Porn is Harmless? Think Again
Pornography has become pervasive in American society, but research is only beginning to document its impact on children, adolescents, and adults. In October 2015, the American College of Pediatricians (http://www.acpeds.org/) issued The Impact of Pornography on Children, presenting the results of a comprehensive review of the scientific literature on pornography. In youth, the consumption of pornography is linked to increased rates of depression, anxiety, violent behavior, early sexual debut and sexual promiscuity, higher rates of teen pregnancy, and a distorted view of relationships.
"Porn is Harmless? Think Again," (MercatorNet, October 28, 2015 ) reports research showing that children exposed to pornography may become obsessed with acting out adult sexual acts that they have seen and are more likely to sexually assault their peers.
College students who viewed pornographic material for six weeks, compared to a control group, became interested in more extreme forms of pornography, considered rape less of a crime, and were more accepting of sexual infidelity. In another study, men who consumed pornography were more likely to believe that women cause rape or enjoy sexual assault.
Teenage sexting has been linked with using pornography. Pornography use by adolescents and young adults also fosters the belief that sexual promiscuity is normal. Among adults, pornography is linked to a higher rate of divorce. The more a woman perceives her husband or boyfriend to be using pornography, the more negative the woman rates their relationship.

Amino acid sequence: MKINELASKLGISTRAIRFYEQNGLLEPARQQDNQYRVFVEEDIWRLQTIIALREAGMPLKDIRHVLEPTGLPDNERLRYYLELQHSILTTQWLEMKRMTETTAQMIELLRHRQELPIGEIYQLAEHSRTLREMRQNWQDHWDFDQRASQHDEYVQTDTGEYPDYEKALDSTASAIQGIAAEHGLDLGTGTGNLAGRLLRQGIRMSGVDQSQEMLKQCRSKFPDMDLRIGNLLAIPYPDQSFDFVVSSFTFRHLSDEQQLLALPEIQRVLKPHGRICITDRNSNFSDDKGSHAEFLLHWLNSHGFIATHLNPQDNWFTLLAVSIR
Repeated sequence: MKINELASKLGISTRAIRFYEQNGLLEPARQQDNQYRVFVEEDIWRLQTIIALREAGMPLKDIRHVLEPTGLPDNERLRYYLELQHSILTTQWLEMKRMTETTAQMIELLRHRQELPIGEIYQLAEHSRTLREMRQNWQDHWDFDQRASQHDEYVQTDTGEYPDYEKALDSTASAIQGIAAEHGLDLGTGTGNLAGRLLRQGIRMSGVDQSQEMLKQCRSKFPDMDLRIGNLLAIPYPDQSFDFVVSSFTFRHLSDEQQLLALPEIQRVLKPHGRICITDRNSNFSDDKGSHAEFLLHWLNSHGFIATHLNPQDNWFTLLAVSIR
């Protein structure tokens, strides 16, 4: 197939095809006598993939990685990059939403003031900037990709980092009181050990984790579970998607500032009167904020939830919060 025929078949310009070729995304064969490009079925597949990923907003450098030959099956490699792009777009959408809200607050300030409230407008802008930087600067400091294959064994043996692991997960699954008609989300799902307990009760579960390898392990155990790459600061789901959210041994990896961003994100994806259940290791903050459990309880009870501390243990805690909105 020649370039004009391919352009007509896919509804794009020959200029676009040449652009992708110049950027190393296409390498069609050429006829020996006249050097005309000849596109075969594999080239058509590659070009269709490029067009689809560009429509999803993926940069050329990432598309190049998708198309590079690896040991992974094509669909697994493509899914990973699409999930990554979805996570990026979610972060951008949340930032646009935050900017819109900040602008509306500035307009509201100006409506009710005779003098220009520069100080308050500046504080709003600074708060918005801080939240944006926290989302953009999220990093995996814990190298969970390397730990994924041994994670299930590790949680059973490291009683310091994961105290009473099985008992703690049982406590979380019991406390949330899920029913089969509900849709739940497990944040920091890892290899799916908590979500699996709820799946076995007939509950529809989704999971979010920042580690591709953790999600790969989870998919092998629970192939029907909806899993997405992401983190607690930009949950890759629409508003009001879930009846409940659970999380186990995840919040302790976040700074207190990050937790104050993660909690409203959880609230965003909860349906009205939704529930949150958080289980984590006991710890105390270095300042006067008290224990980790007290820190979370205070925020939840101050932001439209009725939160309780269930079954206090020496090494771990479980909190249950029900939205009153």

Recent brain research has found that pornography consumption is associated with decreased brain volume and lower functional connectivity. The neural changes in the brains of pornography users are similar to the changes seen in brains of persons addicted to cocaine, alcohol, and methamphetamines. (See "Porn is Harmless?" for citations.)
Clearly, if we're serious about media literacy and young people's character development, we can't turn a blind eye to pornography. We can ask students to reflect on the research findings regarding pornography. We can also ask them to read, and write in response to, Sean Covey's no-nonsense discussions of pornography in his books, The 7 Habits of Highly Effective Teens and The 6 Most Important Decisions You'll Ever Make.
Thomas Lickona. "Teaching Media Literacy and Combating Pornography." excellence & ethics (fall, 2015): 6.
Excellence & Ethics is published by the Center for the 4th and 5th Rs. It features essays, research, and K-12 best practices that help school leaders, teachers, students, parents, and community members do their best work (performance character) and do the right thing (moral character).
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Thomas Lickona is a developmental psychologist and professor of education at the State University of New York at Cortland. He is the author of Character Matters: How to Help Our Children Develop Good Judgment, Integrity, and Other Essential Virtues and the Christopher Award-winning book Educating for Character. He has also written Raising Good Children and co-authored Sex, Love and You. Thomas Lickona was instrumental in development of the Center for the Fourth and Fifth Rs. He is on the Advisory Board of the Catholic Education Resource Center.Copyright © 2015 excellence & ethics